I have been reading Understanding Power, a collection of transcribed Noam Chomsky discussions. It is a powerful, dangerous book. I think it fits into the narrow category of "books that are harmful to read, when read incorrectly."
It is in this category because it is radical. Chomsky is far to the left, and his analysis of 20th century events (near-current events for him, history for me) is very critical of the mainstream, the status quo, the system.
And it is in this category because it is convincing. Chomsky isn't just pontificating, he gives good examples for his claims, and he discusses them in detail. These examples are frequently footnoted (though in the edition I'm reading, the actual footnotes have been sent to the online realm to cut down on publishing costs; posted here.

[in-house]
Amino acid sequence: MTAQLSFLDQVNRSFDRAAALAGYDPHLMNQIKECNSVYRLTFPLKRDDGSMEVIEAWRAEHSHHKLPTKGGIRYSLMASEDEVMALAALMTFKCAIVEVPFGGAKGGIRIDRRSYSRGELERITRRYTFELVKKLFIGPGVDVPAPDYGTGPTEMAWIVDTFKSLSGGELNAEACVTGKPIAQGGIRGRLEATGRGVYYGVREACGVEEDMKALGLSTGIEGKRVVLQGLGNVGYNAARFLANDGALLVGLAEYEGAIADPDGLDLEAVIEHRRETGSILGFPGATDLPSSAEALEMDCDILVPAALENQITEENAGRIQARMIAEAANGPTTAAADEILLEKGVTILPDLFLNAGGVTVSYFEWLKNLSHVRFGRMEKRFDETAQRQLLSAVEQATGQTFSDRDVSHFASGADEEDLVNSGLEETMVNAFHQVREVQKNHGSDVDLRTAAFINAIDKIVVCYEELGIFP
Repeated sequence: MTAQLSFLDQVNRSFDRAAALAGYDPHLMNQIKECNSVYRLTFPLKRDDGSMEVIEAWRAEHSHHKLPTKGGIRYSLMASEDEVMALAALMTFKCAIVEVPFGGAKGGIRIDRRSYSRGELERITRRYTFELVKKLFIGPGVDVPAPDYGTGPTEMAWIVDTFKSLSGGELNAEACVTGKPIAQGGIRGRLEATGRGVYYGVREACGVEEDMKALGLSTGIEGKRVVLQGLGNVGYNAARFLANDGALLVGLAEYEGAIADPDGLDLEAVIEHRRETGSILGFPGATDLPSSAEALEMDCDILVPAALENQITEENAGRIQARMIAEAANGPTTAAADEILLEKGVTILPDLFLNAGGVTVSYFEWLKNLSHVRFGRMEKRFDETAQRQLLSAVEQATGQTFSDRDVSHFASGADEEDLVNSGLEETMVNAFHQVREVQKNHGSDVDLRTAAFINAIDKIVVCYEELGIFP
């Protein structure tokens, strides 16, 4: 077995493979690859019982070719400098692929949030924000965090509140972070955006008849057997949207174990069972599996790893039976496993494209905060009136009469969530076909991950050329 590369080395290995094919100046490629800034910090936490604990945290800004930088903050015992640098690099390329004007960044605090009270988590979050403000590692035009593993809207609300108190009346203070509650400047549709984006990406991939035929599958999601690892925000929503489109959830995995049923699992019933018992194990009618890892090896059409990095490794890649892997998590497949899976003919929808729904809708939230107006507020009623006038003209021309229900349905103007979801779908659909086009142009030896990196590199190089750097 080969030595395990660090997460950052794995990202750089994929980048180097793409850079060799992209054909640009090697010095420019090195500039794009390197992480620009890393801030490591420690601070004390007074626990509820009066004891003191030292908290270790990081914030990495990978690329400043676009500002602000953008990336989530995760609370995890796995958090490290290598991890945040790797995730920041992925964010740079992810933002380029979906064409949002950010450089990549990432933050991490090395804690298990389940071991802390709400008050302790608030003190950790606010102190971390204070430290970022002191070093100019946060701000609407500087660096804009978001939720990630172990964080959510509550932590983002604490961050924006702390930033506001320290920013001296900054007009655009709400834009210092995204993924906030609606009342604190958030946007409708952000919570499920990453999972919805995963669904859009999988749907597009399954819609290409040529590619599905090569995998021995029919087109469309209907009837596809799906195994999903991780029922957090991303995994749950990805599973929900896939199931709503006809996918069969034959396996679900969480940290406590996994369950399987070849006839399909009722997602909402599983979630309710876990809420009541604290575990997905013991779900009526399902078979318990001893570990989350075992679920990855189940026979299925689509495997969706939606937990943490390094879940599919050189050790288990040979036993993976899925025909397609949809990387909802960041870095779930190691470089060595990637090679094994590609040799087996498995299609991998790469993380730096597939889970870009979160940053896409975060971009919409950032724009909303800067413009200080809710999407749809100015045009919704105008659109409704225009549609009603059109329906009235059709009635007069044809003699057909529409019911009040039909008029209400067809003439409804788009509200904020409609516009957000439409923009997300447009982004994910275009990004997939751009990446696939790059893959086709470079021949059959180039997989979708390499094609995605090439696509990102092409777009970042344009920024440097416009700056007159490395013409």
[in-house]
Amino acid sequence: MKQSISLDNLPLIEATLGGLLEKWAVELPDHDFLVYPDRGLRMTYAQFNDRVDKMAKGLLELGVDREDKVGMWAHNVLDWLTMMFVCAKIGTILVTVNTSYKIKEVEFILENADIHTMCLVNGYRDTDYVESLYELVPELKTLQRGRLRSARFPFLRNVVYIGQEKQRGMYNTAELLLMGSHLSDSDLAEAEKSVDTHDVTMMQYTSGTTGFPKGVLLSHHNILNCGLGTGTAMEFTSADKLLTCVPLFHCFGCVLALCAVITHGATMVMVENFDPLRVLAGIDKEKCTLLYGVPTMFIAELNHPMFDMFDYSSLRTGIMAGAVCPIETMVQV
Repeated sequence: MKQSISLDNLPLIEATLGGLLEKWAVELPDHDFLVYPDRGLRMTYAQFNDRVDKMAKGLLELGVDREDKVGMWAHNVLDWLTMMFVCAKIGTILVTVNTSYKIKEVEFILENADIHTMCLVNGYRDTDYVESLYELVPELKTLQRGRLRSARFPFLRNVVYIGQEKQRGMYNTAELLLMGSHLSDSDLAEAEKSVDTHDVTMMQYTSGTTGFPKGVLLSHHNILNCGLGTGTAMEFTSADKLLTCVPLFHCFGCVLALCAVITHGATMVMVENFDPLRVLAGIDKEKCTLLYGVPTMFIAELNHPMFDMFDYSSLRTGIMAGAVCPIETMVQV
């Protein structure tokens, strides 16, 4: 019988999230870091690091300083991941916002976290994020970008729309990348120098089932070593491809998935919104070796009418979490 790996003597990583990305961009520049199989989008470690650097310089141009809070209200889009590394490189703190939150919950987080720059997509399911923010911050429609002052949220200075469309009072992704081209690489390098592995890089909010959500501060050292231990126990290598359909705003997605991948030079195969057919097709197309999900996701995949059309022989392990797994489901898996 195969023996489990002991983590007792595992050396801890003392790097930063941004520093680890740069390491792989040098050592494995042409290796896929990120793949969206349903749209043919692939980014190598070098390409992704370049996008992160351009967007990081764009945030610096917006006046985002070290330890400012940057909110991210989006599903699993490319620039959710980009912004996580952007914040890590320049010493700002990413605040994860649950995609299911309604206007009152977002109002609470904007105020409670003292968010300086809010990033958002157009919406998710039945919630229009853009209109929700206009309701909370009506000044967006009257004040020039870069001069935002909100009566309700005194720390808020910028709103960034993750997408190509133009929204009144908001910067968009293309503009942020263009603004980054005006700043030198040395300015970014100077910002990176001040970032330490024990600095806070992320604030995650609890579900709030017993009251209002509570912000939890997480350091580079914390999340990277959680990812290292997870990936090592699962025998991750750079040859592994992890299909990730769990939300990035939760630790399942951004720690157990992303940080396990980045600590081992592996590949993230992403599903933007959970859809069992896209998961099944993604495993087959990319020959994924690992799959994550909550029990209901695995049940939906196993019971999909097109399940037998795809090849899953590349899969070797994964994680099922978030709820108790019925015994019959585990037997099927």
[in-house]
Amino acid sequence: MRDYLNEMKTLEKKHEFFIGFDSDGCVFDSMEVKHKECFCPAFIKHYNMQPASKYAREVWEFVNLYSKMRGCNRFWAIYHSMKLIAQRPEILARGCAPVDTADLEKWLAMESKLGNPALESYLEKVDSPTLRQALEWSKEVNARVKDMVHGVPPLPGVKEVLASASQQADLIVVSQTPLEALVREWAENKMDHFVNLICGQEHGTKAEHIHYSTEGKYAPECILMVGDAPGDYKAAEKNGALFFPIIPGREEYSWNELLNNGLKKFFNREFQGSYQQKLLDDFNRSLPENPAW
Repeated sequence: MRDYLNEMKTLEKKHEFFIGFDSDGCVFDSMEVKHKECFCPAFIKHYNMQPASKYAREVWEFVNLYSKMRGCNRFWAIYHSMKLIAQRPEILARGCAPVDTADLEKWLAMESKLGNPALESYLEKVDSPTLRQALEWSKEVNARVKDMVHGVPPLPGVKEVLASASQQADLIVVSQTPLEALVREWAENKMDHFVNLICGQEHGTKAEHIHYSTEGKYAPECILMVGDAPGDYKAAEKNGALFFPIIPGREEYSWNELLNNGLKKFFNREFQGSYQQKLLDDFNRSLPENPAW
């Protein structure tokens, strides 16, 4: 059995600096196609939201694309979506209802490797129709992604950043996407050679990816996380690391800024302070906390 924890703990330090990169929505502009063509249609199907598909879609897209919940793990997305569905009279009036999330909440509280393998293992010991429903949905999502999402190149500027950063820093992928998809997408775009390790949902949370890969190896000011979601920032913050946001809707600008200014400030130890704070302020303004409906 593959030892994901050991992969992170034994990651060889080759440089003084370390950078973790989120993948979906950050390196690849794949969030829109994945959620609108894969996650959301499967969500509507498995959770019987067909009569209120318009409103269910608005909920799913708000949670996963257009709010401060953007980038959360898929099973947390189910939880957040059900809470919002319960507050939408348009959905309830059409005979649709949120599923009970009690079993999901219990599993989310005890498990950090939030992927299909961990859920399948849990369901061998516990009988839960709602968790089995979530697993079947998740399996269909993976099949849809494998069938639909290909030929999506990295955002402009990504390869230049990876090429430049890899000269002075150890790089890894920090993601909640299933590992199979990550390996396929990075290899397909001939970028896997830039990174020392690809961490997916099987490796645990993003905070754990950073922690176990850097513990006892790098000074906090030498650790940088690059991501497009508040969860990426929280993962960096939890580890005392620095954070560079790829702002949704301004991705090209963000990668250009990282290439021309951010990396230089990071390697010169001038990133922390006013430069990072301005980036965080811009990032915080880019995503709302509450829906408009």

This morning, I realized that a very likely outcome of my time with this book would be to read it through, become convinced by its arguments, and adopt its framework as my own. And that would be bad – Chomsky's framework is compelling, but it cannot stand on its own. It is too far outside the mainstream, too removed from my current views (hesitant as they are). If I am to subscribe to this way of seeing things, I need to investigate it.
The clearest way to vet this position is to follow up on the footnotes. Happily, Chomsky's examples are both compelling and (reasonably) easy to verify. If enough of them check out, maybe there's something to this story of the system. So that's what I'll be doing here, for the foreseeable future.
[rereads: 1, edits: changed a link]